Things You'll Need
16 d nails
Hurricane tie brackets
Roof trusses combine rafters and attic floor joists into a modular triangular unit that replaces the traditional roof framing method. In traditional framing the roof is built stick by stick. With trusses it is possible to prefabricate the pieces needed into modular frames that can be installed every 24 inches to frame a roof with much less time and trouble. The connection between the trusses and the wall top plate is essential to the strength of your new roof. Most building codes require hurricane tie brackets to attach the truss in place to secure it against high winds. Although not always required, best practice and simplicity make them a necessity.
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Measure and mark the top plate of the walls on either side of your structure, running in line with the proposed roof's ridge every 24 inches. Start from the same end on both walls, so that the sets of marks are parallel.
Stand the first truss on the end of the wall, flush with the outside end of the wall. Center the truss side to side so that the ends overhang evenly on each side. Nail through the bottom horizontal board of the truss on an angle into the top plate on each wall to hold it in place.
Position a level on the rafter of the truss and adjust the top of the truss in or out to center the bubble in the indicator. Nail a piece of 2-by-4 lumber diagonally from the inside of the rafter to the edge of the top plate, with one nail in each end to hold the truss plumb, or level from top to bottom. Install a hurricane tie bracket in the joint between the top plate and the bottom board of the truss, nailing through each hole in the bracket into the top plate and bottom horizontal of the truss. Install one bracket for each truss to the top plate on each wall.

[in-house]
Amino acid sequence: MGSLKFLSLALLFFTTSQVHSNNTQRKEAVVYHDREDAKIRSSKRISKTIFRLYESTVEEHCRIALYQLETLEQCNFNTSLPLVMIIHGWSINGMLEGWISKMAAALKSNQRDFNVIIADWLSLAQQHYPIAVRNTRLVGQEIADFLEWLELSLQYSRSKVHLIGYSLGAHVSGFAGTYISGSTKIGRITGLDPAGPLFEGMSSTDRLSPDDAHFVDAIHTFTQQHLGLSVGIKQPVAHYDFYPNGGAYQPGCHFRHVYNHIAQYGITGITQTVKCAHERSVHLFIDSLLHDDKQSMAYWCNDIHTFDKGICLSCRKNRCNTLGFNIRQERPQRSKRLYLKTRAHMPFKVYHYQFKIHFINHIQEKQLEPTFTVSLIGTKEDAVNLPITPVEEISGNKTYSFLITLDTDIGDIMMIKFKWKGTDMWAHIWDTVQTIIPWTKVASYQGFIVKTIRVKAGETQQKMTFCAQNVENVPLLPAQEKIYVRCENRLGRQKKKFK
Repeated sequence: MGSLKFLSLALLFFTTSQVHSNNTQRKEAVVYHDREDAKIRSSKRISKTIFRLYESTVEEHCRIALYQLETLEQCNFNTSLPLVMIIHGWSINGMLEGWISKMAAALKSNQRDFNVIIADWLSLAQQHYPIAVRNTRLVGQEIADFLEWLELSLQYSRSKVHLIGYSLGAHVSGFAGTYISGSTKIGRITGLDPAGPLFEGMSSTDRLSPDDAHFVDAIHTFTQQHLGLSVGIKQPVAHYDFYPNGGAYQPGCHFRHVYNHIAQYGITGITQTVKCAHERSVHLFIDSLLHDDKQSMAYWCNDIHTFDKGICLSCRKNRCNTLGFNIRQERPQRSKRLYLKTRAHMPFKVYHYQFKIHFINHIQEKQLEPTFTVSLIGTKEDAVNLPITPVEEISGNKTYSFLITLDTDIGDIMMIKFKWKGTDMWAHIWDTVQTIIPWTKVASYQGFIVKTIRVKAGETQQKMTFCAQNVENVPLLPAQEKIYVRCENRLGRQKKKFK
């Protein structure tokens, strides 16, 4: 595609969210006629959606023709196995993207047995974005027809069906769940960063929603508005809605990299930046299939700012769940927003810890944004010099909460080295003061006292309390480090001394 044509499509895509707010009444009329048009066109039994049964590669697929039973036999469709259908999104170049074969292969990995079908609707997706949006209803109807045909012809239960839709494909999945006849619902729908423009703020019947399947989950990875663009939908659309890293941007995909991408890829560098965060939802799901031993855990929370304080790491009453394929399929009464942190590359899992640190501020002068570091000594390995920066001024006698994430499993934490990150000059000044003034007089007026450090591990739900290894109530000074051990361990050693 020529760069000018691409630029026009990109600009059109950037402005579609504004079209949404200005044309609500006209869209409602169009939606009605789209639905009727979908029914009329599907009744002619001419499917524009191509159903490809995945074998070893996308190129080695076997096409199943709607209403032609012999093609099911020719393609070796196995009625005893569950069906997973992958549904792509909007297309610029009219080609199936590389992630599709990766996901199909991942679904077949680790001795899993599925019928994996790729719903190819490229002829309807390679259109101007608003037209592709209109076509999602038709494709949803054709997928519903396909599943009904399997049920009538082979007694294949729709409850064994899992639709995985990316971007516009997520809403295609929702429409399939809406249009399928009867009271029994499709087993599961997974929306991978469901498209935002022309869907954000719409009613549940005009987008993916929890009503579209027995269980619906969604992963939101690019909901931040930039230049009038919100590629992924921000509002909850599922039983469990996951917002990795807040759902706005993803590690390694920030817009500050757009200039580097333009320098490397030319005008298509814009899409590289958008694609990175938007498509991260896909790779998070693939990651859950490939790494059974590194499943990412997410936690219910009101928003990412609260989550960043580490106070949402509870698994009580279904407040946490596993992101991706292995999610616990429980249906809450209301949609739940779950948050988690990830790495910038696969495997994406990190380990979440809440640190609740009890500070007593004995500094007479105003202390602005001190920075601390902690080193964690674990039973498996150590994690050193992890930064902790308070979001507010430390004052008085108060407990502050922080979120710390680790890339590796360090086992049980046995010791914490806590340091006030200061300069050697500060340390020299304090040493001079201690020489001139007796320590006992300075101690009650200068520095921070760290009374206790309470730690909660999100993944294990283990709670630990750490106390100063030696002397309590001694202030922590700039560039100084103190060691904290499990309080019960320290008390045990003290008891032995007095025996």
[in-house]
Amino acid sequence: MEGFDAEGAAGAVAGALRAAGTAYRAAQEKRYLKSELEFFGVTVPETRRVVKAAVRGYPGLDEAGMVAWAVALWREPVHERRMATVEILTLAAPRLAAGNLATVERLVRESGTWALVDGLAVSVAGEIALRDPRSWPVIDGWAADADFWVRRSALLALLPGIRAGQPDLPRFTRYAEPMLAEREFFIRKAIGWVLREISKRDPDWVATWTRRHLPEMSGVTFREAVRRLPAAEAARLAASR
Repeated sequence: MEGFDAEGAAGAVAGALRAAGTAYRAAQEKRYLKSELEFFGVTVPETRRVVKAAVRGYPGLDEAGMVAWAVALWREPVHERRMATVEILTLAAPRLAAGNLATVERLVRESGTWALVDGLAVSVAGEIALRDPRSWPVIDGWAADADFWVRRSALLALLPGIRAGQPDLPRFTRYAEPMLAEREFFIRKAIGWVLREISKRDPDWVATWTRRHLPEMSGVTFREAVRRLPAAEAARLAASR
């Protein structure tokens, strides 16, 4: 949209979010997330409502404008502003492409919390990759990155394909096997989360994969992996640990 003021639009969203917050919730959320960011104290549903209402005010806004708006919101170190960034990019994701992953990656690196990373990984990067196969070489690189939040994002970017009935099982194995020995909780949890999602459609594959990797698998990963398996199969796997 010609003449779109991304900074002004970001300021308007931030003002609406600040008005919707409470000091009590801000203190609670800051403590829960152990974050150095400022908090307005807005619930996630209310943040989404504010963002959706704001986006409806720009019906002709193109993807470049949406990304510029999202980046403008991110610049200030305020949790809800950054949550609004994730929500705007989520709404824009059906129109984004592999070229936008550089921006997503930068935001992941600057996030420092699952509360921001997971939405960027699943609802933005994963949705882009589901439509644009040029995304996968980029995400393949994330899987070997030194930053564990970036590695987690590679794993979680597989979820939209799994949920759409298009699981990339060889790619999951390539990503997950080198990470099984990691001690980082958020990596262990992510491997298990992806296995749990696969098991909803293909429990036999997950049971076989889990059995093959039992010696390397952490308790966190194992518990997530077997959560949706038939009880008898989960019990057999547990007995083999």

Install the second truss in the same way, 24 inches along the wall from the first truss. Nail a long 2-by-4 to the underside of the rafter on the opposite side of the truss from your diagonal brace so that it extends along the length of the roof, passing through the second truss. Nail it to the bottom of the rafter on the second truss to hold them parallel to each other.
Add trusses one at a time in this manner. Remove the braces once the decking of the roof is nailed on top of the trusses to hold them solidly in place.
Mark Morris started writing professionally in 1995. He has published a novel and stage plays with SEEDS studio. Morris specializes in many topics and has 15 years of professional carpentry experience. He is a voice, acting and film teacher. He also teaches stage craft and lectures on playwriting for Oklahoma Christian University.